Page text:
Ko au he kaiako ki rō puna reo, nō reira e mohio ana au i ngā mea whakakā hikaka mā ngā tamaiti. I ahu mai ki te whakaari a Hinepau mau ana i nga karu tamaiti, a, i whai ngahau, whai matauranga, whai manaru i reira. Ki ahau nei he mea nui te āta mohio a ngā kaiauaha mā tamariki ki ngā mahi me ngā hiahia o ngā tamaiti, kia aro ai te whakaari ki a rātou. Tau kē koutou te turupa a Hinepau!
I am a teacher in Māori Immersion Early Childhood Education, and I feel like I know what gets kids excited about stories. I went to Hinepau trying to view it from a kids perspective and found entertainment, education and enchantment. I think it’s really important for performers and creators involved in children's theatre to have a careful understanding of what kids enjoy, how they work and what is relevant to them. The team around Hinepau really nail this.
Ko te pakiwaitara ko Hinepau he kōrero e pā ana ki ngā take hirahira mā ngā tamariki (mā ngā pākeke hoki!) kia ako. Ko te pūmautanga, ko te tiaki taiao, ko te mana-motuhake (ahakoa te rerekē, te kaha!), ko te whanaungatanga, ko te mana wahine hoki. He maha ngā take nui e rarangahia hei hanga i te whāriki ahurei o tēnei kōrero.
Na, he kaupapa nui mā ngā kaiauaha kia whakawhiti i te kōrero-ō-mua nei hei whakaari mā ngā tamariki o naienei, no te nui o ēnei kaupapa.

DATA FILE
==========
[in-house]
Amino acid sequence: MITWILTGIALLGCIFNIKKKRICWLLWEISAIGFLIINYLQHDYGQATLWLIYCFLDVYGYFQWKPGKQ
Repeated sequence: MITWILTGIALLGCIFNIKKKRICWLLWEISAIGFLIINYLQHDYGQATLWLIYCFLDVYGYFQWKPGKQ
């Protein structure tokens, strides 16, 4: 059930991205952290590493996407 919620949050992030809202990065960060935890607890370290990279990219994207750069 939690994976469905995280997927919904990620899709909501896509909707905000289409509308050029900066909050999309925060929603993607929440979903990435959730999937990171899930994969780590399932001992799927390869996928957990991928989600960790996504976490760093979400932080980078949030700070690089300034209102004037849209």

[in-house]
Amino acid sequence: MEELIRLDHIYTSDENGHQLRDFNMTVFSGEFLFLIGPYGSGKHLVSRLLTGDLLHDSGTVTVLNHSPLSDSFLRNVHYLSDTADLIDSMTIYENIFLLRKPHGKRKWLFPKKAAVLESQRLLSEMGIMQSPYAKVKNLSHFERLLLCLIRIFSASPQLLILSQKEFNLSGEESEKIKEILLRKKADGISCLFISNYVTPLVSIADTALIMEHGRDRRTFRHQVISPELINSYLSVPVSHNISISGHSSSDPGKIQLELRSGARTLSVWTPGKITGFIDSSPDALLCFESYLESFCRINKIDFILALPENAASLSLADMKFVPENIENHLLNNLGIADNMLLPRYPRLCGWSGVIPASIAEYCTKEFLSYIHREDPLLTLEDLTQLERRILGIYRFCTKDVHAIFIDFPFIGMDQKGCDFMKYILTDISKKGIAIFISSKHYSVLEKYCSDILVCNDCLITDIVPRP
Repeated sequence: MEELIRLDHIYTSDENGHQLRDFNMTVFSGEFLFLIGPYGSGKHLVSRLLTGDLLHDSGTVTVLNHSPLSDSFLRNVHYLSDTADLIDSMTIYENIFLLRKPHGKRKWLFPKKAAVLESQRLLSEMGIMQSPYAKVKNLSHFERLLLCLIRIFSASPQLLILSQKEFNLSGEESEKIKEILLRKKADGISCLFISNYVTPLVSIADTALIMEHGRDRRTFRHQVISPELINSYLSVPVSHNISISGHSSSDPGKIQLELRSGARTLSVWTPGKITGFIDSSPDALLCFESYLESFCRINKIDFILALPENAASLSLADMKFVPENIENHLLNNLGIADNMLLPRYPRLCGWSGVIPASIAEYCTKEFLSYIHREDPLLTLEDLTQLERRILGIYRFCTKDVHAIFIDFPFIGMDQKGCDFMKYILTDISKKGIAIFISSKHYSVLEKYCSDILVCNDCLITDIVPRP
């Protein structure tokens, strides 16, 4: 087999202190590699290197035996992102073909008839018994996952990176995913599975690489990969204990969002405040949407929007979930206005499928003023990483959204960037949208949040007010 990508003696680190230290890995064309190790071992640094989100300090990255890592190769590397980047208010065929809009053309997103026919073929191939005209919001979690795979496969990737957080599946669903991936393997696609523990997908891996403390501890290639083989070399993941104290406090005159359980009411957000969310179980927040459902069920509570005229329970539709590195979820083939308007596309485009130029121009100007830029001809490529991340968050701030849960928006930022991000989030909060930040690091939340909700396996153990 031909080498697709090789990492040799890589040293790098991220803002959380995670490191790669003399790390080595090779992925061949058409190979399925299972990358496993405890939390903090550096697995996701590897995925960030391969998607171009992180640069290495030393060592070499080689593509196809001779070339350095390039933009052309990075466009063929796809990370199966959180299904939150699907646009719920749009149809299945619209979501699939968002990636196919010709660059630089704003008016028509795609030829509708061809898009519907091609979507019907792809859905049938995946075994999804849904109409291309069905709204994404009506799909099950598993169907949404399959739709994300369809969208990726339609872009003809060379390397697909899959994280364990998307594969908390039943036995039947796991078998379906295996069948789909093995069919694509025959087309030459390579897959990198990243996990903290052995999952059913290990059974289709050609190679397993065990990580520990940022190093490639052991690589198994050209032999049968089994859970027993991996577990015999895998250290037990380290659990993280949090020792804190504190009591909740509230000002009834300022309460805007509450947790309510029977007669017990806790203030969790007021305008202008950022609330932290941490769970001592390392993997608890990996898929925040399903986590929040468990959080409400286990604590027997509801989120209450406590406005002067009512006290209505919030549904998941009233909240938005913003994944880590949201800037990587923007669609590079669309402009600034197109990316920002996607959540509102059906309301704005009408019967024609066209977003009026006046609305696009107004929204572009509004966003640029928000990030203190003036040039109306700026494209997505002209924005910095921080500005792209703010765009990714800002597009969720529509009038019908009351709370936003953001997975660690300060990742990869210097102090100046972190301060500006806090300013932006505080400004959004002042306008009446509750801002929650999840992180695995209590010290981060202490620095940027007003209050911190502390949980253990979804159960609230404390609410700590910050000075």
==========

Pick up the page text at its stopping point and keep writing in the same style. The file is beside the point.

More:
The story of Hinepau contains some big and important themes for kids (and adults) to connect with. Sustainability, caring for our environment, being yourself (even if you are too much for everyone else), the love of family and of course mana wahine; the amazing female power of magical Hinepau! There are a lot of important ideas that have been woven together to create the beautiful whāriki of this work. It is a big task for the creatives involved to translate this traditional story into a relevant piece of theatre for today’s kids, especially because these themes have so much importance and relevance.
Ko te whakatakoto o ēnei kaupapa nui te mahi matatau a Jamie McCaskill me tōna turupa, ā, i rere matatau rawa te awa-whakaaro .
Ki ahau nei, he tika rawa, he miharo tonu, te whakatautika o te wairua rorohau, katakata, whakatoi, me te wairua tūturu, te wairua taumaha, e pā ana ki te kaupapa. I ahu rere mai te wairua o te whanaungatanga kei waenganui i ngā kaiwhakaari, he mea hirahira rawa tēnei whanaungatanga tūturu kia mau ai te ngākau o te mahi, kia hono atu ngā kaimatakitaki ki te kōrero. He kaha, he koa, he manawanui te mahi o ngā hautipua nei, ko Carrie Green, rātou ko Ngākopa Volkerling, ko Tom Knowles ko Erroll Anderson, e kawe ana rātou i te mana o te pakiwaitara nei, me te pukapuka i ahu mai i reira, me te mahi o ngā kaiauaha katoa i hanga i tēnei, ngā mihi ki a koutou.
Laying out these big kaupapa was the skillful work of Jamie McCaskill and his team, and in my opinion - they nailed it.
The balance between humour and gravitas is perfect and appropriate for the largeness of the kaupapa and the age of the audience. There is a sense of whānau amongst the cast which was essential in allowing the audience to connect deeply with the content. The performances are engaged, committed, sharp and passionate. The talented cast, comprising of Carrie Green, Jean Volkering, Tom Knowles and Erroll Anderson, respect the work and each of the cast commit beautifully to their role in carrying the mana of this story and all the people who have worked on it this far.